He uploaded a movie file to his Dropbox folder, and – during an instant message conversation – shared a link to it with an online friend.
And that’s where the trouble started.
Because the movie was copyrighted, and Dropbox – it appears – is attempting to stop copyright-infringers from sharing files via public Dropbox links.
This is what was seen when the link was accessed:
Certain files in this folder can’t be shared due to a takedown request in accordance with the DMCA.
I treat [Dropbox] like my hard drive, this shows it’s not private, nor mine, even though i pay for it.
The media, understandably, latched onto the story. The folks at Ars Technica reached out to Dropbox, who confirmed that it checks publicly shared links to files, and compares the hashes of shared files to those that have previously been subject to successful DMCA (Digital Millennium Copyright Act) takedown requests.
“We sometimes receive DMCA notices to remove links on copyright grounds. When we receive these, we process them according to the law and disable the identified link. We have an automated system that then prevents other users from sharing the identical material using another Dropbox link. This is done by comparing file hashes.”
There are a few important things to note here.
Secondly, the content of the actual files are not being examined. Instead, Dropbox has a database of hashes (checksums, if you prefer) of files that have been previously been identified as copyright material that have been taken down by DMCA requests.
If you share a file with other internet users in a Dropbox folder that has the same hash as one on Dropbox’s list, you’ll no doubt have the same problem as Darrell Whitelaw and his friend.
Finally, the file wasn’t removed from Whitelaw’s Dropbox folder. It was just made inaccessible to other internet users (the public link was disabled, and redirected to the DMCA message).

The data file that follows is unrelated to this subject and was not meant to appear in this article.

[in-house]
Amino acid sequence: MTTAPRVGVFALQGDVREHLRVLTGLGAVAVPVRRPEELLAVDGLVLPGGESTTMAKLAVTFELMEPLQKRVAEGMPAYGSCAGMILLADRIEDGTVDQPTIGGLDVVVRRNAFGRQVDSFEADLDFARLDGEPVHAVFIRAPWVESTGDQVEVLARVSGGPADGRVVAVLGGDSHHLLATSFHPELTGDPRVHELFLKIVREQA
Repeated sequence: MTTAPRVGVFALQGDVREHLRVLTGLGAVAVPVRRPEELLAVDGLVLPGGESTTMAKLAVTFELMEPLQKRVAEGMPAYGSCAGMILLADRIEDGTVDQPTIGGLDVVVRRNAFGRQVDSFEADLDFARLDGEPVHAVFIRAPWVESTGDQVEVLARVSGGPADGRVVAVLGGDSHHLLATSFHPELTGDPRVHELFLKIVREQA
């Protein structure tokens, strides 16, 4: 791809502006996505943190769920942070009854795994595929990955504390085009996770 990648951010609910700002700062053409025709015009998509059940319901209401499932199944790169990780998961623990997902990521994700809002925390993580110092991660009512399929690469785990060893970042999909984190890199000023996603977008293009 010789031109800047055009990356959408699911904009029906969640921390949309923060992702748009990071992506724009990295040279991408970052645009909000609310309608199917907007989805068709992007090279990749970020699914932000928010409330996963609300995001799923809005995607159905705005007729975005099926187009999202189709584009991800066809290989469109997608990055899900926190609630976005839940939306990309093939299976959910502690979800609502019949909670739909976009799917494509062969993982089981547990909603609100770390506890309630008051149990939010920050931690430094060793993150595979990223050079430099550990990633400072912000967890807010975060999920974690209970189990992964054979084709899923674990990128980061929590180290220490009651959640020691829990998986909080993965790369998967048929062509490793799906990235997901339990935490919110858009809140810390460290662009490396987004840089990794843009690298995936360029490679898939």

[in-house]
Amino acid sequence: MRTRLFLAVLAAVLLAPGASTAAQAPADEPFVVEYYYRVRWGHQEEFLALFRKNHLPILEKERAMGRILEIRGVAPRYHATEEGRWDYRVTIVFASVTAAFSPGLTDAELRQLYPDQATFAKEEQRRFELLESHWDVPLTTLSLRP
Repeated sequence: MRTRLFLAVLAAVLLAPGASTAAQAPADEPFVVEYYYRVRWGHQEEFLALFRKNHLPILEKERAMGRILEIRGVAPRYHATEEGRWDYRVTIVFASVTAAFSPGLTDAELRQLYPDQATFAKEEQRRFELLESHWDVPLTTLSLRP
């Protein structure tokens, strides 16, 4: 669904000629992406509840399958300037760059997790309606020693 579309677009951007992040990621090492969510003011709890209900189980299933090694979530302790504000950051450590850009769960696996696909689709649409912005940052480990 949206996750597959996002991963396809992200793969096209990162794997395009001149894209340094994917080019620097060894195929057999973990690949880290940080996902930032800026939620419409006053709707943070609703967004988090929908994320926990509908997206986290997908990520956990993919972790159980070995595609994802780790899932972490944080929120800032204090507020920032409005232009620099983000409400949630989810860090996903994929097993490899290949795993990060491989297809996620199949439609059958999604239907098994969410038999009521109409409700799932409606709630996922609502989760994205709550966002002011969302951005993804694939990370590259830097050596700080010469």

Whether you consider this snooping or not, is a matter for some debate and argument. But it’s clearly the case that data uploaded to Dropbox is not as private as some might have hoped and imagined.
If you don’t like the idea of your files being examined in this way, you have two choices.
- Stop trusting Dropbox with your files
- Encrypt your files before you upload them to Dropbox
Alternatively, the likes of Wuala and SpiderOak offer competing solutions to Dropbox but promise “zero knowledge” of what you’re uploading to their servers. Such solutions have the advantage of having security and privacy baked-in from the outset.
In the case of Wuala, they also make a point of underlining that their data centres are located in Europe rather than the United States, which will be appealing to some.
As with all of these technologies, remember my adage: Don’t call it ‘the cloud’. Call it ‘someone else’s computer’. That really helps you consider the security consequences of what you are doing.
If you have experiences of using alternatives to Dropbox, or have found an encryption regime which works well with Dropbox, please share your experiences by leaving a comment below.
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